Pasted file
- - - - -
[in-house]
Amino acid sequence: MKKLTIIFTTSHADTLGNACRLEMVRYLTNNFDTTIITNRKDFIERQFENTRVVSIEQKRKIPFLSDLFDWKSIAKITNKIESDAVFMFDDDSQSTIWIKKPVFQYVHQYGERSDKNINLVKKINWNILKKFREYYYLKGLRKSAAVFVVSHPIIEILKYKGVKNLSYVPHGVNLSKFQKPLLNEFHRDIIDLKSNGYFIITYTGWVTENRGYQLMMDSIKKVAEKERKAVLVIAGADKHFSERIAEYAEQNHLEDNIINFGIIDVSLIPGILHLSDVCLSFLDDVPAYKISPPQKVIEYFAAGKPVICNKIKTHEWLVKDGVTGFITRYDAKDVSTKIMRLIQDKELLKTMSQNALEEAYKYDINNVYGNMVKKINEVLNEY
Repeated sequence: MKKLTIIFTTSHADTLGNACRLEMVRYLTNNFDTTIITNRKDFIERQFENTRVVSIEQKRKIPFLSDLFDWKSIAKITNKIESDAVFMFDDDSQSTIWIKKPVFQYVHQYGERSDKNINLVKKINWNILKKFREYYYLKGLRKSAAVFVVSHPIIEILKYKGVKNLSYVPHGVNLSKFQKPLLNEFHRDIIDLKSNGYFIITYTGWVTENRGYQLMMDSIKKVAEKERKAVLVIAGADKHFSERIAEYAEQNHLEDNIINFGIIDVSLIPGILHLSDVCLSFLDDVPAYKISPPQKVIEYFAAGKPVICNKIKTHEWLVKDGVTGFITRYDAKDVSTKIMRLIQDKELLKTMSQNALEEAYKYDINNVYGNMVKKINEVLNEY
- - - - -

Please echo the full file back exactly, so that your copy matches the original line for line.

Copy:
[in-house]
Amino acid sequence: MKKLTIIFTTSHADTLGNACRLEMVRYLTNNFDTTIITNRKDFIERQFENTRVVSIEQKRKIPFLSDLFDWKSIAKITNKIESDAVFMFDDDSQSTIWIKKPVFQYVHQYGERSDKNINLVKKINWNILKKFREYYYLKGLRKSAAVFVVSHPIIEILKYKGVKNLSYVPHGVNLSKFQKPLLNEFHRDIIDLKSNGYFIITYTGWVTENRGYQLMMDSIKKVAEKERKAVLVIAGADKHFSERIAEYAEQNHLEDNIINFGIIDVSLIPGILHLSDVCLSFLDDVPAYKISPPQKVIEYFAAGKPVICNKIKTHEWLVKDGVTGFITRYDAKDVSTKIMRLIQDKELLKTMSQNALEEAYKYDINNVYGNMVKKINEVLNEY
Repeated sequence: MKKLTIIFTTSHADTLGNACRLEMVRYLTNNFDTTIITNRKDFIERQFENTRVVSIEQKRKIPFLSDLFDWKSIAKITNKIESDAVFMFDDDSQSTIWIKKPVFQYVHQYGERSDKNINLVKKINWNILKKFREYYYLKGLRKSAAVFVVSHPIIEILKYKGVKNLSYVPHGVNLSKFQKPLLNEFHRDIIDLKSNGYFIITYTGWVTENRGYQLMMDSIKKVAEKERKAVLVIAGADKHFSERIAEYAEQNHLEDNIINFGIIDVSLIPGILHLSDVCLSFLDDVPAYKISPPQKVIEYFAAGKPVICNKIKTHEWLVKDGVTGFITRYDAKDVSTKIMRLIQDKELLKTMSQNALEEAYKYDINNVYGNMVKKINEVLNEY